My son attached the sail to the building by sticking the thin foam rectangle over the hole and poking the stick through the cap. He also thread the last two beads and slid on the sails with the foam facing outside.
The next step is to slide a stick through the holes in the side of the cap, then thread the round loops of the anchor onto the ends of the stick and then stick the anchor’s middle legs to the foam located at the back of the roof.
Lastly, line-up the hole at the base of the anchor with the hole on the building, and lock it in place using the anchor key. Stick the balcony piece on a tab and add the rest of the balcony pieces by tucking each balcony tab into the neighboring slot.
Here’s how the windmill should look like once completely done!
Activity #2: Starry Night Artwork. For the second project, we used a foam mat, frame, tree and moon template, tape, yarn, stand, and thin foam strips.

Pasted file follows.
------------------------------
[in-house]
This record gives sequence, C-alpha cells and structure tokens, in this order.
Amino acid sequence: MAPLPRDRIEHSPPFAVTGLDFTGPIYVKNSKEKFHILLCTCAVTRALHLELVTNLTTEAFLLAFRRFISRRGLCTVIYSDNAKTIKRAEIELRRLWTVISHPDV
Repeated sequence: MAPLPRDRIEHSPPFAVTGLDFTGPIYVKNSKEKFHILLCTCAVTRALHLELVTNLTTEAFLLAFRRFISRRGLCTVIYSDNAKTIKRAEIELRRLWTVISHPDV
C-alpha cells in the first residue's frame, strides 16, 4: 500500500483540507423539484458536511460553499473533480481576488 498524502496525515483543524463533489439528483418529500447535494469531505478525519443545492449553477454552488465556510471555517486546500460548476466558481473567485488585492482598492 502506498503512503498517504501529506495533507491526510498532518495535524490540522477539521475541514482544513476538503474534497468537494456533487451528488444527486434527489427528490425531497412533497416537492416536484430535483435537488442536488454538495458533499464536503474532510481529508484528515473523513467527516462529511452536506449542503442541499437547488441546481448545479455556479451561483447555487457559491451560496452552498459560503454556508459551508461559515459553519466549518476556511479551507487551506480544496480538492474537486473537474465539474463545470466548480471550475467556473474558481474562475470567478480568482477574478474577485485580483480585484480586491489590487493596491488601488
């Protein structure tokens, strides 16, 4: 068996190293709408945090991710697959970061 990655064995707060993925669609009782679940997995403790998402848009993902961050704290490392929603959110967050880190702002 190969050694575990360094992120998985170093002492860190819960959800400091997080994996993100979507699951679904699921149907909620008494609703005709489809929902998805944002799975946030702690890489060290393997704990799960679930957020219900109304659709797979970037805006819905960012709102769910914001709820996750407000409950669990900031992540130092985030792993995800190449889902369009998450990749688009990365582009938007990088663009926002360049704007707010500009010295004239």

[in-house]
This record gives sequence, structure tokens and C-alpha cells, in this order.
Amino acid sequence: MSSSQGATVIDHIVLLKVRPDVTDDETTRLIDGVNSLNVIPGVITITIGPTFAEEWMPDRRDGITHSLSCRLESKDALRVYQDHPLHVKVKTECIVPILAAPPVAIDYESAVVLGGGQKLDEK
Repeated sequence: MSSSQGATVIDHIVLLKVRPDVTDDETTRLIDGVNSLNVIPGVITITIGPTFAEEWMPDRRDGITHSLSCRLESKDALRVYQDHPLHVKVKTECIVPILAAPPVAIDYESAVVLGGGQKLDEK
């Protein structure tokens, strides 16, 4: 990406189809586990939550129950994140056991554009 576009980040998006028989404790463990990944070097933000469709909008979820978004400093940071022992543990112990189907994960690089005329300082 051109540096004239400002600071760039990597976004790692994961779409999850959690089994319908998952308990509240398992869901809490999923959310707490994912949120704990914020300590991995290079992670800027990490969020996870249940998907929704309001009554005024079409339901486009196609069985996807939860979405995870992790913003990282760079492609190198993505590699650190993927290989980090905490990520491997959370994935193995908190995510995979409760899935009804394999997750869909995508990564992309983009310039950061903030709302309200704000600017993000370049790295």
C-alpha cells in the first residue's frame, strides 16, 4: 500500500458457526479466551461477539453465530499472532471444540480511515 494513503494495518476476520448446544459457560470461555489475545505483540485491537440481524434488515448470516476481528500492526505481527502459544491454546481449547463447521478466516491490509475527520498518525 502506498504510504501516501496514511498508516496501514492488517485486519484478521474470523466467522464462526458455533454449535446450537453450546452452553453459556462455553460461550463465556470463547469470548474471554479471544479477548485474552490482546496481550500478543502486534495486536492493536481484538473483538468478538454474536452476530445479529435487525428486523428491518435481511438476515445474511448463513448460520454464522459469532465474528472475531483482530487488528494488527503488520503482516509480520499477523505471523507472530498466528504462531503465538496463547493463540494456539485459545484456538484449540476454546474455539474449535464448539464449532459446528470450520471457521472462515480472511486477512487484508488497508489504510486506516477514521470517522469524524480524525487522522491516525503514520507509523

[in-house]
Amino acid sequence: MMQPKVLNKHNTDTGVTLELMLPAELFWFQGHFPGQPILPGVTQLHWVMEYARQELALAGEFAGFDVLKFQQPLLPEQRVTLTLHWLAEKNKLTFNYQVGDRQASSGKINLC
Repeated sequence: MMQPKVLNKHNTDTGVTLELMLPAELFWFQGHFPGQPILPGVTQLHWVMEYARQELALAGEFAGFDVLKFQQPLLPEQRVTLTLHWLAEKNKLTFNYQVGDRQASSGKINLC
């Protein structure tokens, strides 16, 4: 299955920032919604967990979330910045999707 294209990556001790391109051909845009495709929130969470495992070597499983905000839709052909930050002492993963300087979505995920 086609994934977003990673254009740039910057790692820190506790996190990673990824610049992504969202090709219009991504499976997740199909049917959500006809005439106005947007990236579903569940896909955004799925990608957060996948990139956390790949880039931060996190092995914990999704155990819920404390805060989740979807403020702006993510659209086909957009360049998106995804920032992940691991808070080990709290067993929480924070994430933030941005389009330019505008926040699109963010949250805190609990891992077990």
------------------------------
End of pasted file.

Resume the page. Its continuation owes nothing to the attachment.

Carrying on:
Featured at the back of the booklet are some fun facts about Van Gogh and his famous masterpiece, The Starry Night.
Vincent van Gogh. The man behind the Starry Night and about 2,100 other artworks. Though the Dutch painter wasn’t very successful during his lifetime, today his work is beloved around the world – famous for its bright colors and thick brushstrokes. There’s even a van Gogh museum in Amsterdam that gets over 2 million visitors a year – the most of any museum in the Netherlands!
Just like the first activity, this booklet also came with a detailed instruction sheet.